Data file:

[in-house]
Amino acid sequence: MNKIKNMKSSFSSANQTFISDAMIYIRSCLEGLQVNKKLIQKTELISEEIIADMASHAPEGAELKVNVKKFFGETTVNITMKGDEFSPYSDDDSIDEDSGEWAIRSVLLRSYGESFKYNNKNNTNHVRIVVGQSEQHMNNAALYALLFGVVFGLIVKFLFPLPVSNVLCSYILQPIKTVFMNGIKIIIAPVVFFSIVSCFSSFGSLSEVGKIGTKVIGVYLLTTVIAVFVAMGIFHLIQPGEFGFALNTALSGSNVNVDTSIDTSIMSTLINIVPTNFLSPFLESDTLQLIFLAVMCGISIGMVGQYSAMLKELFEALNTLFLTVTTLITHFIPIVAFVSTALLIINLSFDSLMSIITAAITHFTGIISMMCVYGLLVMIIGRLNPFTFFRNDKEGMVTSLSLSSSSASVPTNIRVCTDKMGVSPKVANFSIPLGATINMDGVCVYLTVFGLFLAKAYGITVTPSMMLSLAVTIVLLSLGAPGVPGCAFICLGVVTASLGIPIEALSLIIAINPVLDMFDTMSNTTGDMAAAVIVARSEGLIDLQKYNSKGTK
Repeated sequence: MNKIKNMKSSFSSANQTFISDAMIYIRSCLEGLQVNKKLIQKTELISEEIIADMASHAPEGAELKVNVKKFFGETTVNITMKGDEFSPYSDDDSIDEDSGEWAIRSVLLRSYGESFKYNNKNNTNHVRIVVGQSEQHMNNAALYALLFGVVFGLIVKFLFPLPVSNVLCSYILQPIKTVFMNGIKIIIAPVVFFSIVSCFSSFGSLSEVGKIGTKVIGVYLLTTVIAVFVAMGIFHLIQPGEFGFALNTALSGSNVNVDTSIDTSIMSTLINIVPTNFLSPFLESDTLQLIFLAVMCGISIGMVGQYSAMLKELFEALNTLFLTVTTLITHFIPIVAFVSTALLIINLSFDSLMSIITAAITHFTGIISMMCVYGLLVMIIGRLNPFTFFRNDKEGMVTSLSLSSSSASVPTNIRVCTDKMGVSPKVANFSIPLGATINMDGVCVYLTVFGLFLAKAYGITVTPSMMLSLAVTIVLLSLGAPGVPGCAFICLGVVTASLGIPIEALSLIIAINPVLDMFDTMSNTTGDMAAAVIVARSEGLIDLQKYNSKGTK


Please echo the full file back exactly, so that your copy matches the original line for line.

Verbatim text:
[in-house]
Amino acid sequence: MNKIKNMKSSFSSANQTFISDAMIYIRSCLEGLQVNKKLIQKTELISEEIIADMASHAPEGAELKVNVKKFFGETTVNITMKGDEFSPYSDDDSIDEDSGEWAIRSVLLRSYGESFKYNNKNNTNHVRIVVGQSEQHMNNAALYALLFGVVFGLIVKFLFPLPVSNVLCSYILQPIKTVFMNGIKIIIAPVVFFSIVSCFSSFGSLSEVGKIGTKVIGVYLLTTVIAVFVAMGIFHLIQPGEFGFALNTALSGSNVNVDTSIDTSIMSTLINIVPTNFLSPFLESDTLQLIFLAVMCGISIGMVGQYSAMLKELFEALNTLFLTVTTLITHFIPIVAFVSTALLIINLSFDSLMSIITAAITHFTGIISMMCVYGLLVMIIGRLNPFTFFRNDKEGMVTSLSLSSSSASVPTNIRVCTDKMGVSPKVANFSIPLGATINMDGVCVYLTVFGLFLAKAYGITVTPSMMLSLAVTIVLLSLGAPGVPGCAFICLGVVTASLGIPIEALSLIIAINPVLDMFDTMSNTTGDMAAAVIVARSEGLIDLQKYNSKGTK
Repeated sequence: MNKIKNMKSSFSSANQTFISDAMIYIRSCLEGLQVNKKLIQKTELISEEIIADMASHAPEGAELKVNVKKFFGETTVNITMKGDEFSPYSDDDSIDEDSGEWAIRSVLLRSYGESFKYNNKNNTNHVRIVVGQSEQHMNNAALYALLFGVVFGLIVKFLFPLPVSNVLCSYILQPIKTVFMNGIKIIIAPVVFFSIVSCFSSFGSLSEVGKIGTKVIGVYLLTTVIAVFVAMGIFHLIQPGEFGFALNTALSGSNVNVDTSIDTSIMSTLINIVPTNFLSPFLESDTLQLIFLAVMCGISIGMVGQYSAMLKELFEALNTLFLTVTTLITHFIPIVAFVSTALLIINLSFDSLMSIITAAITHFTGIISMMCVYGLLVMIIGRLNPFTFFRNDKEGMVTSLSLSSSSASVPTNIRVCTDKMGVSPKVANFSIPLGATINMDGVCVYLTVFGLFLAKAYGITVTPSMMLSLAVTIVLLSLGAPGVPGCAFICLGVVTASLGIPIEALSLIIAINPVLDMFDTMSNTTGDMAAAVIVARSEGLIDLQKYNSKGTK